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Resource mapping

Last edited: January 03, 2012

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Resource mapping identifies the resources that can realistically be mobilized for campaigning. Relevant resources include human resources (committed activists, skills, experience, and time available), financial resources, material and institutional assets, and networks (contacts, potential allies). Mapping resources helps you decide on the nature and scope of your campaign. It also assists in deciding which alliance members or participating organizations and individuals need to be brought in for their expertise, e.g. on VAW-related research, gender-sensitive communications or design, campaign experience, monitoring and evaluation. Even with limited resources, a small group can obtain good results if it strategically uses the strengths of its resources.

Simple lists or diagrams can be used to map resources:

  • Human resources: What are the campaign needs in terms of human resources? How many persons can work on the planned campaign, for how many days a week, for how long? Map the knowledge and skills of the staff and volunteers available for the campaign: What is their experience and expertise? What have they been good at? What can they contribute to the campaign?
  • Financial resources: What financial resources are needed and how can these be mobilized? Are any funds readily available? Where can one apply for funding? How long will it take? A proper fundraising strategy and sound financial management are key ingredients to a successful campaign. For more detailed information, see Finances and Fundraising Strategies in this module.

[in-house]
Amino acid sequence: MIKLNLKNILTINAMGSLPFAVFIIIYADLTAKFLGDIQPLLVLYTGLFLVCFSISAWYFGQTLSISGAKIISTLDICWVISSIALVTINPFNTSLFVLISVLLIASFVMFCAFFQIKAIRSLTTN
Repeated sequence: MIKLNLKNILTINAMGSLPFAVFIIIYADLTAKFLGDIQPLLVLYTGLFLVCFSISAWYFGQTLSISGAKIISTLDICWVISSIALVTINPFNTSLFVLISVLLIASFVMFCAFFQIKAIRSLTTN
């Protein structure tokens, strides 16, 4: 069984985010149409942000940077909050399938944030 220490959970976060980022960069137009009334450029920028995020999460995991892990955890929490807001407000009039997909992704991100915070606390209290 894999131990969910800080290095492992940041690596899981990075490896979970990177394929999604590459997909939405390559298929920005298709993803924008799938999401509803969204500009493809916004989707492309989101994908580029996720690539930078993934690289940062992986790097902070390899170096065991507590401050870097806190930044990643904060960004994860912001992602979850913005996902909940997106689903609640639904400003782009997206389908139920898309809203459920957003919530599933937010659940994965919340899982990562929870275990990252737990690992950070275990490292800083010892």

• Institutional assets: What are the strengths of the campaign organizations or alliance? Consider both “internal” strengths, such as the knowledge and experience available in the organization/network, and “external” ones, such as credibility and public profile.
  • Material assets: Meeting or office space, electronic equipment, access to the internet, communications materials and other tangible assets can be listed on simple spreadsheets. Make an inventory of assets that the members of the campaign alliance are ready to contribute, to assess what are the resources available and what is missing.
  • Networks: Which networks, if any, is the organization or alliance part of? Who can be mobilized for the campaign? What will this add to the campaign? Apart from formal networks, consider contacts, both “real life” and “virtual”. Contacts in different fields of activities can be visualized in a graph.

Mapping networks

Practical Instructions for mapping networks

In an “egocentric” landscape, you place your organization or campaign alliance in the middle and then categorize contacts, for example by sector, importance and influence.


The closer to you the actors are located on the chart, the more intensive is the contact (in terms of frequency of contact, degree of collaboration, common goals and other factors you may determine). The example above focuses on the sectors “economy”, “political”, “academic” and “civil society”. In the example, political and economic actors are not very close to the campaign. In the academic field and civil society, the campaign has close contacts to two actors (actor E and actor C). Depending on the campaign strategy, it may be necessary in this case to seek additional or closer contacts with economic and political actors.

You can adapt the example and choose different sectors (e.g. to differentiate between types of civil society actors, such as women’s organizations, human rights organizations, other NGOs, faith-based groups), or expand their number and draw a polygonal or circular (“onion”) chart (see Rainbow and onion diagrams).